As published on techxplore.com, Monday 6 September, 2021.
Nobel economics prize laureate Joseph Stiglitz praised international backing for a global tax on corporations but said the minimum rate agreed by governments to battle "the dark side of globalisation" remains too low.
More than 130 nations have supported a plan to introduce a tax floor of at least 15 percent aimed at preventing countries from competing to offer the lowest rates in order to attract multinationals seeking to minimise their tax bills.
"It's a fantastic initiative," Stiglitz told AFP on the sidelines of the Ambrosetti Forum, an economics conference next to the scenic Lake Como in Cernobbio, Italy.
"The system of multinationals' taxation, which is over 100 years old, is not suited for a 21st century globalised economy," he said.
The global tax reform was agreed in negotiations led by the OECD and at a meeting of finance ministers of the Group of 20 wealthy and developing countries.
Final agreement is expected in the run-up to the G20 leaders' summit in Rome in October, with hopes the reforms can be in place by 2023.
But the American economist said 15 percent is "too low".
"I think it should be 25 percent, but politics is the art of compromise. I hope they do at least 20 percent," he said.
'Dark side of globalisation'
The United States, France and Germany are among the powers that have backed the imposition of a minimum rate to end a "race to the bottom".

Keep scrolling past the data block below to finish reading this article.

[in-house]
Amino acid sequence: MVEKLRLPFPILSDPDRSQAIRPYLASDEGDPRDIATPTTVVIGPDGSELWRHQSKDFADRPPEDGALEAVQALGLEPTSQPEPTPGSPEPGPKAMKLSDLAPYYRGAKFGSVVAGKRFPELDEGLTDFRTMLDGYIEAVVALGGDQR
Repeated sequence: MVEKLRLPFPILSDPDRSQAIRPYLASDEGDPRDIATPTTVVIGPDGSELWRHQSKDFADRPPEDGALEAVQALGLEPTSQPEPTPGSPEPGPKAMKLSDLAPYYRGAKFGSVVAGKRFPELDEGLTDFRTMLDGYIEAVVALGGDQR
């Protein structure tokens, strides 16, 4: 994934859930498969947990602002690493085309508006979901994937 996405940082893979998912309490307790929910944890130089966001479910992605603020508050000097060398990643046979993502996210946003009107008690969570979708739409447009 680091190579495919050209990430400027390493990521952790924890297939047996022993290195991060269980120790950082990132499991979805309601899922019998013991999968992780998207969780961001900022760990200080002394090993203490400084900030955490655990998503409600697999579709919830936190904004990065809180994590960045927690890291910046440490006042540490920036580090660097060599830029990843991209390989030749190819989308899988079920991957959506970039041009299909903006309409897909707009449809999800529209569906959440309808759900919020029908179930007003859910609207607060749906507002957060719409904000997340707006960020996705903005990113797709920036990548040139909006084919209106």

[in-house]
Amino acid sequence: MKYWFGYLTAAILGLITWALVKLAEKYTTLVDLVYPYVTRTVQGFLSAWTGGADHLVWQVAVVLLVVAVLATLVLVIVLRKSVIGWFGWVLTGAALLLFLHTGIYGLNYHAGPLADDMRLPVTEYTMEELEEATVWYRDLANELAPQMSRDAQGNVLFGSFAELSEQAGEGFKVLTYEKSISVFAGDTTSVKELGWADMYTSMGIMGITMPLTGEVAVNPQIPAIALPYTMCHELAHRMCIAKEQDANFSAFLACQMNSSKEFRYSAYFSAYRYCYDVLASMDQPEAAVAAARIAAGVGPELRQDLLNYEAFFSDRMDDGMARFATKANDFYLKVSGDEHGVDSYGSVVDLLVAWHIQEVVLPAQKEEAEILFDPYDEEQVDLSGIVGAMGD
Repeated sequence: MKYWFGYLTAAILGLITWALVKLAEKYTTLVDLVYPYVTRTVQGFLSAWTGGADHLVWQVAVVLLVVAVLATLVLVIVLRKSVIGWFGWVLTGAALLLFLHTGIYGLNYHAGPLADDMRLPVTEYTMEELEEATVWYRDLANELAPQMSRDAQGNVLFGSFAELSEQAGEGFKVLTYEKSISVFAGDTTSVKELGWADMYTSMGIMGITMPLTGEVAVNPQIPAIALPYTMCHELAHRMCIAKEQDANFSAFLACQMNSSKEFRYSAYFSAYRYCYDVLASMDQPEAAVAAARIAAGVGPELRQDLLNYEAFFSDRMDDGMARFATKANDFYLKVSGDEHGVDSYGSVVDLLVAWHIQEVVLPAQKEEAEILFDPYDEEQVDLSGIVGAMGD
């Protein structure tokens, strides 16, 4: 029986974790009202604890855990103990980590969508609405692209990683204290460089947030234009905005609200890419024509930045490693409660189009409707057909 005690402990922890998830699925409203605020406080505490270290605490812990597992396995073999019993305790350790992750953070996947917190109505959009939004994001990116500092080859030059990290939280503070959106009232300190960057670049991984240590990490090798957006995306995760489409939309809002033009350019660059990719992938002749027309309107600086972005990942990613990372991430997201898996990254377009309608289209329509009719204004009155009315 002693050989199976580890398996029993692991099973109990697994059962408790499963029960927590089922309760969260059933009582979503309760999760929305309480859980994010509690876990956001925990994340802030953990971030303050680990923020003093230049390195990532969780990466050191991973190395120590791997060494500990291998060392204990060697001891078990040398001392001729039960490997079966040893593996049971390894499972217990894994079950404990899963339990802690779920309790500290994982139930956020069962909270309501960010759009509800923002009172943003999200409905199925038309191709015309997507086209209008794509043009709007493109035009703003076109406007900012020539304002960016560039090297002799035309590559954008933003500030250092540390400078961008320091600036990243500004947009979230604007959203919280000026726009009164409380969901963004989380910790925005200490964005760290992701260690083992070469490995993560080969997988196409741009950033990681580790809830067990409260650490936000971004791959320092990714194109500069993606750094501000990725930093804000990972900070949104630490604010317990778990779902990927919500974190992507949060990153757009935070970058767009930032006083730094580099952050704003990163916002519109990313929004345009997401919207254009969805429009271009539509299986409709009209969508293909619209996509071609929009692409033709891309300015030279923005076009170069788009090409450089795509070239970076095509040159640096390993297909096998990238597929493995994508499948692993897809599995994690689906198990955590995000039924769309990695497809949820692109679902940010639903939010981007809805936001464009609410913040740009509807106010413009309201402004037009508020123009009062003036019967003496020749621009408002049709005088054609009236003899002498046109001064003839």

But some nations are opposed to the plan, most notably Ireland, which has lured the likes of Apple and Google to its shores with a 12.5 percent rate.
"The system we have now is open to abuse and that is one of the reasons why the effective tax rate is so much lower than the official rate," Stiglitz said.
"The race to the bottom in which Luxembourg and Ireland played a role undermined global solidarity, it undermined the global economic system, it is part of the dark side of globalisation."
He said the agreement has also put an end to a "terrible tax war" that started under the Donald Trump presidency which slapped retaliatory tariffs on wine and other EU products in response to digital taxes imposed by France, Spain and others on US tech companies.
It "would have been a disaster if that kind of tax war proceeded," Stiglitz said.
The 78-year-old academic, who was a senior economic adviser to President Bill Clinton in the 1990s, touched on another one of his favourite bugbears: austerity.
Stiglitz warned that the European Union should not return to its belt-tightening ways after the bloc rolled out a massive, 750-billion-euro ($890 million) fund to bring its 27 members out of their coronavirus-induced economic crisis.
"Europe came together and did the 750 billion European Recovery Fund which was the kind of thing that they should have done during the euro crisis in 2010," he told AFP.
"They provided the money without the austerity conditionalities they did in 2010," Stiglitz said.
During the eurozone debt crisis, European leaders imposed austerity measures on Greece, Ireland, Portugal and Cyprus in return for bailouts.
The EU has dished out the first tranche of the rescue fund over the summer.
"But my impression is that there is not a high level of trust to get the second tranche," Stiglitz said.
He said it was a "good thing" that conditions were not set to get the first batch.
"They gave some money because of the urgency," he said.
"But if they fall back in the old way of being excessively tight on the conditionality and not give the second tranche because they will say 'you didn't do this or that', some of the old problems could re-arise."
With German Chancellor Angela Merkel—an austerity champion—bowing out, "maybe the new German government will also be more flexible", the economist said.
But, he added, "That's still an open question."